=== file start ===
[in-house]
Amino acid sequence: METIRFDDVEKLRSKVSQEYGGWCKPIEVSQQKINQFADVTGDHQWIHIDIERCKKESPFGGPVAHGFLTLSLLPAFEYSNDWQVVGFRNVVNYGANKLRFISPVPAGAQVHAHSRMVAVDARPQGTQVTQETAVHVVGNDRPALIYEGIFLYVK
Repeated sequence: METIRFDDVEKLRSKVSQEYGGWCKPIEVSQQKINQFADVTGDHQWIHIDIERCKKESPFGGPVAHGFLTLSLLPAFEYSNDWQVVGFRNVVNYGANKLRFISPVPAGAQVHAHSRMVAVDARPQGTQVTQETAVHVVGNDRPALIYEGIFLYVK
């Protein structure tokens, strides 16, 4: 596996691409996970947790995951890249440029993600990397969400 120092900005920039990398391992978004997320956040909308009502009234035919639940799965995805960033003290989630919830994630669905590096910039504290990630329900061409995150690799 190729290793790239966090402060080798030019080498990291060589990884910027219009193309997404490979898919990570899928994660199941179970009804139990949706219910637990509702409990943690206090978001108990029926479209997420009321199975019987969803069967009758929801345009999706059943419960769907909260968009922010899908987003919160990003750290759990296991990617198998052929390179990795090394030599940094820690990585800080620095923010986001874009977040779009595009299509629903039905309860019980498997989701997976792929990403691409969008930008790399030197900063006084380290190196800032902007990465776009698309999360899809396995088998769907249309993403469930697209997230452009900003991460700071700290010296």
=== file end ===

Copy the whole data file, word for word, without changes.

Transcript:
[in-house]
Amino acid sequence: METIRFDDVEKLRSKVSQEYGGWCKPIEVSQQKINQFADVTGDHQWIHIDIERCKKESPFGGPVAHGFLTLSLLPAFEYSNDWQVVGFRNVVNYGANKLRFISPVPAGAQVHAHSRMVAVDARPQGTQVTQETAVHVVGNDRPALIYEGIFLYVK
Repeated sequence: METIRFDDVEKLRSKVSQEYGGWCKPIEVSQQKINQFADVTGDHQWIHIDIERCKKESPFGGPVAHGFLTLSLLPAFEYSNDWQVVGFRNVVNYGANKLRFISPVPAGAQVHAHSRMVAVDARPQGTQVTQETAVHVVGNDRPALIYEGIFLYVK
């Protein structure tokens, strides 16, 4: 596996691409996970947790995951890249440029993600990397969400 120092900005920039990398391992978004997320956040909308009502009234035919639940799965995805960033003290989630919830994630669905590096910039504290990630329900061409995150690799 190729290793790239966090402060080798030019080498990291060589990884910027219009193309997404490979898919990570899928994660199941179970009804139990949706219910637990509702409990943690206090978001108990029926479209997420009321199975019987969803069967009758929801345009999706059943419960769907909260968009922010899908987003919160990003750290759990296991990617198998052929390179990795090394030599940094820690990585800080620095923010986001874009977040779009595009299509629903039905309860019980498997989701997976792929990403691409969008930008790399030197900063006084380290190196800032902007990465776009698309999360899809396995088998769907249309993403469930697209997230452009900003991460700071700290010296």